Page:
Weekly Dive Vol. 81
Jackie Clark
From singing whales to plastic art, read what’s happening in our oceans!

Keeping the Ocean Clean and Pristine:   Britain sets forth in making the world’s largest ocean reserve off the Pitcairn Islands in the South Pacific. The waters surrounding the islands are home to a vast amount of wildlife including multiple species of fish and other marine mammals.  The reserve will aim to protect sea life from illegal fishing as well as other man made threats. The total area of the reserve will be roughly 322.138 miles, making it the largest marine protected area yet.

Photo by McGillivray Freeman Films- Journey to the South Pacific

Humpback Whales Release First Album: The sounds of nature often bring us a feeling of calm and peace. Standing next to the ocean and listening as the wave’s crash to the shore, or even taking a walk along the sand can be a therapeutic way to distress.  Now, with the help of world renowned composers, we are able to take a dive under the sea and hear the melodic songs of the Humpback whale. POD TUNE pairs the sounds of whales and famous composers to bring us calming, beautiful, ocean inspired music. Relax and end enjoy as you listen to the calming sounds of the sea in a way you have yet to before.

Photo via POD TUNE media

Seals Give Report on the State of World Oceans:  We now have a clearer image of the state of our oceans thanks to a group of tagged seals. Scientist at St. Andrews University in Scotland set up noninvasive tags on a small group of seals in order to receive information about the oceans environment. Seals were able to send information back to the scientist through satellite like tweeting. Launched in 2004, over a decade of information was collected, which is now ready to be released and shared with others in the field.  The data will hopefully serve as a means to give the public a clear understanding of what is happening in our seas and what needs to be done for future conservation.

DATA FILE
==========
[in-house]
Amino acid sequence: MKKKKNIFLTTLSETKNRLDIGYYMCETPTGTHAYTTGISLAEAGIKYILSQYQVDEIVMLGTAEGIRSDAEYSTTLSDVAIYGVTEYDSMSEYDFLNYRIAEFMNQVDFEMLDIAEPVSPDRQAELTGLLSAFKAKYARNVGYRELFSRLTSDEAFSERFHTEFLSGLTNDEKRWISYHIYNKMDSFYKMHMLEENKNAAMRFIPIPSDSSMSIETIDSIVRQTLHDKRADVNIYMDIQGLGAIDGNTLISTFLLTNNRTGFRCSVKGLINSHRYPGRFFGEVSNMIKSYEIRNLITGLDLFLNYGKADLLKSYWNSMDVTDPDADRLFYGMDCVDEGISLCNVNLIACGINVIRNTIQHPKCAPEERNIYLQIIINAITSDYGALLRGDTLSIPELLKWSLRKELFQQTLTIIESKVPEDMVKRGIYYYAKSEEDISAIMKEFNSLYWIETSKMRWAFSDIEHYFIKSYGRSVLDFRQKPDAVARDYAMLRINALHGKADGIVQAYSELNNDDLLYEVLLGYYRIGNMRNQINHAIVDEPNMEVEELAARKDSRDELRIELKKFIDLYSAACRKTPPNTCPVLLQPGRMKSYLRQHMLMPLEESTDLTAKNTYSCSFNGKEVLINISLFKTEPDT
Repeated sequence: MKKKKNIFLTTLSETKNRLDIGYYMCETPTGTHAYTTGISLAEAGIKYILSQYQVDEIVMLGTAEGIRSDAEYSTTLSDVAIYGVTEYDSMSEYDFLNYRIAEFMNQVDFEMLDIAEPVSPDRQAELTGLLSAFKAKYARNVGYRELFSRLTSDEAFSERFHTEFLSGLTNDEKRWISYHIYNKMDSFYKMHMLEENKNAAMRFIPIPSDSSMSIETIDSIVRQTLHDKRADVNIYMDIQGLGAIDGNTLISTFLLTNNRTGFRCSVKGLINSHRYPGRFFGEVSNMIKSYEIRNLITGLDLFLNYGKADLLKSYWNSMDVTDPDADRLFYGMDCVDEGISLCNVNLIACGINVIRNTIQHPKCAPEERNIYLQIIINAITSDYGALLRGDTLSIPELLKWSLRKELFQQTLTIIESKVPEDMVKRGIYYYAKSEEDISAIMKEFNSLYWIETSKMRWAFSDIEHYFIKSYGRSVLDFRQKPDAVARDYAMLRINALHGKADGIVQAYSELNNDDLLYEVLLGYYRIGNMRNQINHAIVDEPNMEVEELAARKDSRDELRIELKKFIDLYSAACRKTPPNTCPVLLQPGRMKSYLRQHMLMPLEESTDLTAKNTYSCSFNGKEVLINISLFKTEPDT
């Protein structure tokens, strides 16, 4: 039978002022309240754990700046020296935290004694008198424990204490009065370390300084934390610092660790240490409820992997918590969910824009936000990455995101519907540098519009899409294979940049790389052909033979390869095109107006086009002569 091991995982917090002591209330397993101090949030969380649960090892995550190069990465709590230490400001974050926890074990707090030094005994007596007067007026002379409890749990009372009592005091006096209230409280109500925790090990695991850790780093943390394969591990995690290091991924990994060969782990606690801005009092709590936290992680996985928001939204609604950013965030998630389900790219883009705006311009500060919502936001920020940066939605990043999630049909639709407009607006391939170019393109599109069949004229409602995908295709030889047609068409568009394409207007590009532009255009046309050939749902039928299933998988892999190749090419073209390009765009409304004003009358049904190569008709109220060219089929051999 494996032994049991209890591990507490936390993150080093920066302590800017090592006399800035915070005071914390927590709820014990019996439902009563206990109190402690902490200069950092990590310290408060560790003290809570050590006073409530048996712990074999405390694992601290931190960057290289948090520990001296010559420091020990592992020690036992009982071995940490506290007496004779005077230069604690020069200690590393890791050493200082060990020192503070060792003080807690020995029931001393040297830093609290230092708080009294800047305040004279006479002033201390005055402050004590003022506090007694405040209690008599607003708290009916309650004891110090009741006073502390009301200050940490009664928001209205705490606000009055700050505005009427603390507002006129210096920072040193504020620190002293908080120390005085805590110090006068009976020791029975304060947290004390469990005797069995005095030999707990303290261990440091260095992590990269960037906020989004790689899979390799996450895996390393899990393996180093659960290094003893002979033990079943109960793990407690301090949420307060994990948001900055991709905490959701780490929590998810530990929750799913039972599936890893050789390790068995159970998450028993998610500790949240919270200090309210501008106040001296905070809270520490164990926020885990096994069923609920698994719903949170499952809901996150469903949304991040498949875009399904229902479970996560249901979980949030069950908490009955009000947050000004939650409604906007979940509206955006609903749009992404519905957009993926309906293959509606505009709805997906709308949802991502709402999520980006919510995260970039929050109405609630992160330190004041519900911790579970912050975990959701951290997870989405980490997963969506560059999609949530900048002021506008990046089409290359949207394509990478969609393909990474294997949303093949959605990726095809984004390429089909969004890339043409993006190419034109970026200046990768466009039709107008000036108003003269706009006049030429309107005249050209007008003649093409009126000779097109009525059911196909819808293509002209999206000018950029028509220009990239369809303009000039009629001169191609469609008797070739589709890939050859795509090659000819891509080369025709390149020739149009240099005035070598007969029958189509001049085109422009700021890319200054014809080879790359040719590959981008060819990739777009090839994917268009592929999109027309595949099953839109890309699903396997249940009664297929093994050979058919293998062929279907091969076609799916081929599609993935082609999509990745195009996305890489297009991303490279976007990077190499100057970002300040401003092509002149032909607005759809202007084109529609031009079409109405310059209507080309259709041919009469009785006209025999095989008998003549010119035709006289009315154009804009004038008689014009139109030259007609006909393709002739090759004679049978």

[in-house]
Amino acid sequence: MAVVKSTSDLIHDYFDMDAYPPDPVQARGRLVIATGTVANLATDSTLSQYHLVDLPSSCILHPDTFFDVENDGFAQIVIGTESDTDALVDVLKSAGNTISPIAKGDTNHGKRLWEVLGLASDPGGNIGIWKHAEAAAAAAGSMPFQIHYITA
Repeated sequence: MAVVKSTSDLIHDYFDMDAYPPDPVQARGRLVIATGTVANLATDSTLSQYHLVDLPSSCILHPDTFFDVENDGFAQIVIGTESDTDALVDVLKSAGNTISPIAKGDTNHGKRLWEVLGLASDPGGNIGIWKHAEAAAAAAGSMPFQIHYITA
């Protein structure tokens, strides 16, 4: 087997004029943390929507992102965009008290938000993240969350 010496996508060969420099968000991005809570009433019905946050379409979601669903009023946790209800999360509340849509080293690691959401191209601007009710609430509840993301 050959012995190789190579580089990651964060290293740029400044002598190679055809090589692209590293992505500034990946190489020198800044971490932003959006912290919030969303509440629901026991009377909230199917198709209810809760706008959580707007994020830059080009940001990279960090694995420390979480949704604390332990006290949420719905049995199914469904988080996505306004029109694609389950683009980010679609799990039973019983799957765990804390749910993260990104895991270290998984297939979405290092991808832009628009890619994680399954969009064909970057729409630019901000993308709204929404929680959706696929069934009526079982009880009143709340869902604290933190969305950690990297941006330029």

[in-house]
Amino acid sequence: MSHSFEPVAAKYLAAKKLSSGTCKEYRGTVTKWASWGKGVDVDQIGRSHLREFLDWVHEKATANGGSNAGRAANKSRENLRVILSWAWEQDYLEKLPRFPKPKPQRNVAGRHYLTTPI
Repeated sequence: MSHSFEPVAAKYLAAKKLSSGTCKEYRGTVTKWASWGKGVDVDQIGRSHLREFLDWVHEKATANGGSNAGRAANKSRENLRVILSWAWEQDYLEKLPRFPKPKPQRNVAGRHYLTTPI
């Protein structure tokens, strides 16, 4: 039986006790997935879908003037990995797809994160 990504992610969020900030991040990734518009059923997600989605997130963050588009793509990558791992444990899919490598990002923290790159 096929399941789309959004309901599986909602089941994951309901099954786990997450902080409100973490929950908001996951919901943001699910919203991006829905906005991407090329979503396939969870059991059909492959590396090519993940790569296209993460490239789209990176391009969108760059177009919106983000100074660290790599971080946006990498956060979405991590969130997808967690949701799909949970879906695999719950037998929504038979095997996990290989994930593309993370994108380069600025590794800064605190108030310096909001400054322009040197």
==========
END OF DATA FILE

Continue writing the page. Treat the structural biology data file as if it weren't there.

Photo by Marcel Burkhard alias cele4, Creative Commons License

World Oceans Day Celebration: Monday June 8th marks the celebration of the seventh official World Oceans Day. This national event, recognized by the United Nations, seeks to celebrate our oceans and inform the population of its status.  This day was started in appreciation of the world’s oceans and recognition of how it connects us all. The Ocean Project and several other organizations come together each year to promote the event.  This year the theme is Healthy Oceans, healthy Planet, and everyone is invited to join in on the celebration! Check out the official World Oceans Day website to learn about events in your area and ways that you can contribute to the day.

Photo by Ritiks, Wikimedia Commons

Raising Awareness Through Art:  Mexico City born artist Alejandro Durán is seeking to raise awareness on ocean pollution through his latest series Washed Up. In this series, Durán collected thousands of pieces of washed up plastic from the shore of Sian Ka’an, Mexico. He then arranged the plastic artistically on the beach in order to showcase just how much debris and trash is dumped into our oceans. To finish the project out, Durán held a beach cleanup in which volunteers gathered to rid the beach of the plastic that he used for his project. In doing this, Durán hopes to raise awareness to the estimated 8.8 million tons of plastic that are dumped into our oceans yearly. Check out the amazing photos from the series and take part in the movement to keep our oceans clean!

Photo by Eric Johnson, NOAA Corps, Wikimedia Commons

Oil industry helping fund Ocean Conservation: The Irving Oil Company has been a long time partner of the New England Aquarium, offering funding in efforts towards ocean conservation. In the past twenty years the partnership has supplied researchers with the ability to study North Atlantic Right whales. Through this research, they have been able to successfully establish education and protection programs for the species. The partnership has provided the Aquarium with the funds to study the whale species in the The Bay of Fundy. This year the efforts will be expanded allowing them to also study the waters of Baie de Chaleur in Northern New Brunswick and the Roseway Basin off Nova Scotia.

Photo: Public Domain via Wikimedia Commons


Recommended Posts